Monday, January 24, 2011

Mundanespotting F&SF January/February 2011

Posted by frankh at 9:33 AM
Here is a big fat F&SF.

1) "Home Sweet Bi'Ome" by Pat MacEwen -- whimsical story about a house that is alive; mundane enough for my tastes
2) "The Bird Cage" by Kate Wilhelm -- cryogenics; mundane only if you can look past the fantastic psi powers
3) "Long Time" by Rick Norwood -- an old guy hangs out with Ishtar in Babylon or something
4) "Canterbury Hollow" by Chris Lawson -- love in the time of humans living on some far away planet
5) "Christmas at Hostage Station" by James Stoddard -- holiday fantasy
6) "The Whirlwind" by Jim Young -- downloaded and/or uploaded people
7) "The Bogle" by Albert E. Cowdrey -- ghost fantasy
8) "Paradise Last" by Bill Pronzini and Barry N. Malzberg -- zombie fantasy
9) "12:02 P.M." by Richard A. Lupoff -- time travel
10) "Ghost Wind" by Alan Dean Foster -- character fantasy
11) "The Ghiling Blade" by Matthew Corradi -- heroic fantasy

After the slightly promising start, not too much to see here.



Anonymous Anonymous said...

Thanks for sorting through the slush. The escapist stuff doesn't work for me.

99% of science fiction is crap because the writers are pulling this stuff out of their ass. They aren't about to make an educated guess, to risk a falsifiable prediction -- which, however plausible, is likely to be disproved, as many genuinely scientific hypotheses, in their own lifetimes. Most lack the imagination to conceive of, let alone produce, work that is highly plausible, relevant, and entertaining. Besides, where is the percentage?

Cryogenics may be plausible, but how is it relevant -- to whom? How is it mundane? It is and will be a struggle to provide people around the world with clean drinking water. If you're suffering from cholera, you won't give a rip for cryogenics.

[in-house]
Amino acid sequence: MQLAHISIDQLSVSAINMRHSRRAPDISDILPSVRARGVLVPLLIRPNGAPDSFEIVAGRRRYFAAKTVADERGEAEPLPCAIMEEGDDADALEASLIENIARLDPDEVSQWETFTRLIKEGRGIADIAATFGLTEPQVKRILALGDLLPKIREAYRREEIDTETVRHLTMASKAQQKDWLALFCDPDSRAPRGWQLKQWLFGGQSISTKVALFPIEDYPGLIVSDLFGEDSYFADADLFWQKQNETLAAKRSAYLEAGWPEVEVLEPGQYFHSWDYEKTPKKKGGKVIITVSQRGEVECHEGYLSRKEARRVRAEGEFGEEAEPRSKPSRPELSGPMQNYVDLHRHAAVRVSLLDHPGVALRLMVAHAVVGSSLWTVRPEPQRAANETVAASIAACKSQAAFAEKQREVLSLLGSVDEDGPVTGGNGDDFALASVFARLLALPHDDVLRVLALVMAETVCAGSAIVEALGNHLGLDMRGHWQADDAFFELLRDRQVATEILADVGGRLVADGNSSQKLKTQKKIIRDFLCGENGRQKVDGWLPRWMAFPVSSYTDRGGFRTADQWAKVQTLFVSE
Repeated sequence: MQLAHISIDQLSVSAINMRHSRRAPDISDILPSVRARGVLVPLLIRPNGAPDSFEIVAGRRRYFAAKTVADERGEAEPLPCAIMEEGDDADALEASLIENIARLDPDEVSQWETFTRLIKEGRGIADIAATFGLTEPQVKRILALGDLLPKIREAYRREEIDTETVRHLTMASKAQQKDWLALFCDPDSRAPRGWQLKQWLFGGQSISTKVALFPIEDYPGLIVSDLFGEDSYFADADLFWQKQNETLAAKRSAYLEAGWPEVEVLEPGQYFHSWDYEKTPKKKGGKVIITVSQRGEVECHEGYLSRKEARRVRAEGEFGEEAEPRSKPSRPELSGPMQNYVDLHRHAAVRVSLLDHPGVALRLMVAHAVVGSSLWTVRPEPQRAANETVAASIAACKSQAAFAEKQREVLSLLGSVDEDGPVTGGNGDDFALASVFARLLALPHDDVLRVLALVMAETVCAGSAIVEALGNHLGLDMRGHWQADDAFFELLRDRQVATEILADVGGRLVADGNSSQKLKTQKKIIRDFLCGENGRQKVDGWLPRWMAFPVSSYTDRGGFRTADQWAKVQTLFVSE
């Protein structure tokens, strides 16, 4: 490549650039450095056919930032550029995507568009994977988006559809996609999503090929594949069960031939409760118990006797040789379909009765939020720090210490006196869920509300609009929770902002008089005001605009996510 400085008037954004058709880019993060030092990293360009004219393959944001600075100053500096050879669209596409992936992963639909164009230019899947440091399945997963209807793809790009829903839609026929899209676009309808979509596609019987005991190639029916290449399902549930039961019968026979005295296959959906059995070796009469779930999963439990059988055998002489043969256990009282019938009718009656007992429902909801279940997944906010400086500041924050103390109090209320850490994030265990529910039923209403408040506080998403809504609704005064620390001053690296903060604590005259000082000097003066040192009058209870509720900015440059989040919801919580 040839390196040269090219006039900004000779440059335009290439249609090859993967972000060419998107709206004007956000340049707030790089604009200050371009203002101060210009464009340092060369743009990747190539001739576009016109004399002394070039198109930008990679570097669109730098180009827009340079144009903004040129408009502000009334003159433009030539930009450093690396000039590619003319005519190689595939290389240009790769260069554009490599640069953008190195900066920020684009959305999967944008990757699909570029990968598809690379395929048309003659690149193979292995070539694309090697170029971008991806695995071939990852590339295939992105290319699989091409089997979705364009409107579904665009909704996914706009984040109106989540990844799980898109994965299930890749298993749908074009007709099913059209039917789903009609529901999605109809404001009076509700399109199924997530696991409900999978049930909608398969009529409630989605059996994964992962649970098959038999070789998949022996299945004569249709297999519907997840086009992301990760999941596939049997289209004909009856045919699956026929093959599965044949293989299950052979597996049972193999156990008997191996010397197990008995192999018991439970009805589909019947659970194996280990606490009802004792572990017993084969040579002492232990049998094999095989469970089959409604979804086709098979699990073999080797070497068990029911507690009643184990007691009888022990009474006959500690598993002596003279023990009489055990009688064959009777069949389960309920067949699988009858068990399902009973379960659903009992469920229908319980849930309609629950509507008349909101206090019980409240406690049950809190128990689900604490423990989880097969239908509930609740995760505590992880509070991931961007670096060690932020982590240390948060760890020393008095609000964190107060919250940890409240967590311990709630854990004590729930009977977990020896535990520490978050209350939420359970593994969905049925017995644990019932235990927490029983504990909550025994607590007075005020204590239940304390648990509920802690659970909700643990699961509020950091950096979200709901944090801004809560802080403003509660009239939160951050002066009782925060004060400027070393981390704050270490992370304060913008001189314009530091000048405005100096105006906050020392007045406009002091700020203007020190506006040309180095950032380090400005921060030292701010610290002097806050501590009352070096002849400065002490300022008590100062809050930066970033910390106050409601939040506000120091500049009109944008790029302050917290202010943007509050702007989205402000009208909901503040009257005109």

1/25/2011 11:23:00 AM  
Blogger frankh said...

The sf part of the Wilhelm story was about a rich man desperately financing the cryogenic research (or whatever, it was above freezing). The social impact of something like that--a huge medical breakthrough--even if available only to the very few, is fertile mundane ground.

1/26/2011 10:22:00 AM  
Anonymous Anonymous said...

Medical breakthroughs can indeed be fertile ground for mundane sf. But it's not enough to leave the hypocrites behind and state the obvious: that science fiction should not be incompatible with science. Mundane is not only of this world but commonplace. Addressing the inequalities of health care is more mundane than the plausible state of the art, which may be accessible only to a very few. What I've read of cryogenics so far is more about the pursuit of immortality/escapism than any real-world medical applications.

We're more likely to suffer frostbite than get rich.

1/26/2011 04:52:00 PM  

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